Open Your Hearts, Music Nerds: SXSW Advice From Ann Powers : The Record For music fans the festival can be the source of anxiety. We offer comfort to the overwhelmed.
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Open Your Hearts, Music Nerds: SXSW Advice From Ann Powers

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Open Your Hearts, Music Nerds: SXSW Advice From Ann Powers

Open Your Hearts, Music Nerds: SXSW Advice From Ann Powers

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  • <iframe src="" width="100%" height="290" frameborder="0" scrolling="no" title="NPR embedded audio player">
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This week, Austin, Texas, hosts the 25th South by Southwest Music Conference. Over the years, the five-day festival has been a way for bands to break out of Internet stardom and into the mainstream. It's also helped establish bands to capitalize on the music industry's captive audience in Austin, and revitalize their careers.

One of those bands is Duran Duran, which has a new album, called "All You Need Is Now."

DURAN DURAN (Band): (Singing) It's all up to you now. Find yourself in the moment...

WERTHEIMER: Duran Duran will be headlining the festival tonight.

Here to preview this festival is NPR music critic Ann Powers.


ANN POWERS: Thanks for having me.

WERTHEIMER: So South by Southwest used to be about roots music, vintage rock and roll. Of course, vintage is a moving target. What's vintage these days?

POWERS: I know, it's funny, isn't it? To the kids, the '80s is ancient history, and I think we've seen that in recent years at South by Southwest. In the mid-'90s, you'd see artists like Johnny Cash or the late, great soul legend Arthur Alexander having great comeback moments. But now, it can be somebody like Duran Duran.

WERTHEIMER: Are the fans in Austin really interested in these old guys, these once-popular groups? Or is it really - I always think of it as being all about the new and the unknown and the first look.

POWERS: Well, discovery is still a huge part of South by Southwest. And this year, you have artists like the hip-hop collective Odd Future, and the New York duo Cult that there is a lot of excitement about. This is their big chance to make a national splash.

WERTHEIMER: Well, tell us about some of the acts that you are looking forward to.

POWERS: Well, there's a great, new, Brooklyn-based rapper-slash-funkster named Theophilus London, who's - apparently has kind of a Prince-like show although that's always, you know, quite an ambition to fulfill.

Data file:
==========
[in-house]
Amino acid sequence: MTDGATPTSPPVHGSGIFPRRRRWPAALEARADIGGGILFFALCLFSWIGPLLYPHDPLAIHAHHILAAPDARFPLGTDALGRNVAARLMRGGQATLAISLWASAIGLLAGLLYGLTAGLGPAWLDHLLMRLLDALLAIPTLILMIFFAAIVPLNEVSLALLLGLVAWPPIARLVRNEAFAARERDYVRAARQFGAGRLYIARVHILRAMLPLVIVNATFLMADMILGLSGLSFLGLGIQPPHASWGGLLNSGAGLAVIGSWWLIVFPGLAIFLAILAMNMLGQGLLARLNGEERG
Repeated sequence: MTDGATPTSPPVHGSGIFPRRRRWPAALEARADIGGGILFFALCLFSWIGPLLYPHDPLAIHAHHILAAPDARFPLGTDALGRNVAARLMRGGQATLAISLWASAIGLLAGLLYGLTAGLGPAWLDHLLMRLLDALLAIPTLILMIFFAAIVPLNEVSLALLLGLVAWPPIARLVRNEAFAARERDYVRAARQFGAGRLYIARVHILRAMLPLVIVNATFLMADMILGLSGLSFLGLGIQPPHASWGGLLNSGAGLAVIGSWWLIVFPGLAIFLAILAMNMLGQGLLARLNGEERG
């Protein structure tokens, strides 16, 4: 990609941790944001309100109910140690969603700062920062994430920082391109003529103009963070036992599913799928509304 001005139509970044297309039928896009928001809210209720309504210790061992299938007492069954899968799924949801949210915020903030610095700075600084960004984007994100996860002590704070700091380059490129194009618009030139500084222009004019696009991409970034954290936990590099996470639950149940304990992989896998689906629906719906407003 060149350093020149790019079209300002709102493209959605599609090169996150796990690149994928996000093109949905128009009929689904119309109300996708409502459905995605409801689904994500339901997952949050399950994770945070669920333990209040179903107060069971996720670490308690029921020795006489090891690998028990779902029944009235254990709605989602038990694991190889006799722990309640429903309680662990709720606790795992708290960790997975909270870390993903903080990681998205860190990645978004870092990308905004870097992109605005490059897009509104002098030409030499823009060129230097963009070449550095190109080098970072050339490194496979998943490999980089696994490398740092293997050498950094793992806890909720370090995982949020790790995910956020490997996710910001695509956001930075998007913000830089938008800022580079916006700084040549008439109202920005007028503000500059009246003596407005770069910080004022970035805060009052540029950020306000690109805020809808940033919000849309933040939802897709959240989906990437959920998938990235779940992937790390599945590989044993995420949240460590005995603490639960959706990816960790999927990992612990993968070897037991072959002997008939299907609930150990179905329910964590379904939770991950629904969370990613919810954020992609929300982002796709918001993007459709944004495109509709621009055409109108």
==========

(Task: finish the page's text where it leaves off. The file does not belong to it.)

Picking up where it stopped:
This track, which I think is pretty funky, is called "Why Even Try?"

(Soundbite of song, "Why Even Try?")

Mr. THEOPHILUS LONDON (Rapper): (Rapping) You stole my heart like a thief in the night. You stopped in your tracks in the middle of a fight to make it right let the brimstones burn. I'll let you live yours, now let me have my turn...

WERTHEIMER: I like that. That sounds good.

POWERS: It's got that little Prince-like feel, doesn't it? I mean, it's funny because it even has an almost Duran Duran-like feel.

(Soundbite of laughter)

POWERS: And Theophilus London is someone - he's influenced by R&B and also by rock. So a lot of young artists are like that today. They are taking from all over the place. And that's one of the cool things about having older acts at South by Southwest - is that you can see the connection between the old artists in the newer ones.

WERTHEIMER: Now, as I understand it, you also picked something that is completely different for us.

POWERS: One of the really cool trends of recent years is that technology allows people to make music in their homes, in their bedrooms. And I think it's really been helpful for young female singers-songwriters who maybe couldn't catch a break in earlier eras. So this is an artist named Jenny O, who is making music out of L.A. And she's got kind of a rough but really sweet, girl-group sound.

This Jenny O song, I just can't get it out of my head. It's called "Well OK Honey."

(Soundbite of song, ("Well OK Honey")

Ms. JENNY O (Singer-Songwriter): (Singing) You are my lover, and I do like you. But what's the limit? Tell me what to do. I'm not your kind. And you're not mine....

WERTHEIMER: I have to say, that kind of takes me back.

POWERS: Takes you back to the '60s, right?

(Soundbite of laughter)

WERTHEIMER: Yes. Well, now you've been going to this festival for how many years now?

POWERS: Oh, my goodness, since the mid-'90s. I started going back when it was just a big barbecue party for everybody in the music industry.

WERTHEIMER: I understand that now, it's become much more the fans who are running the show.

POWERS: Yeah, there's just a festival feeling. It's almost like a carnival. There'll be people in the street eating breakfast burritos, wandering around at all hours; people playing music on the street, sounds pouring out of the clubs. And it's really fun, if overwhelming.

WERTHEIMER: NPR music critic Ann Powers - she will be at the festival this week.

Thanks very much, Ann.

POWERS: Thanks for talking.

WERTHEIMER: Check out NPR's full coverage of South by Southwest at

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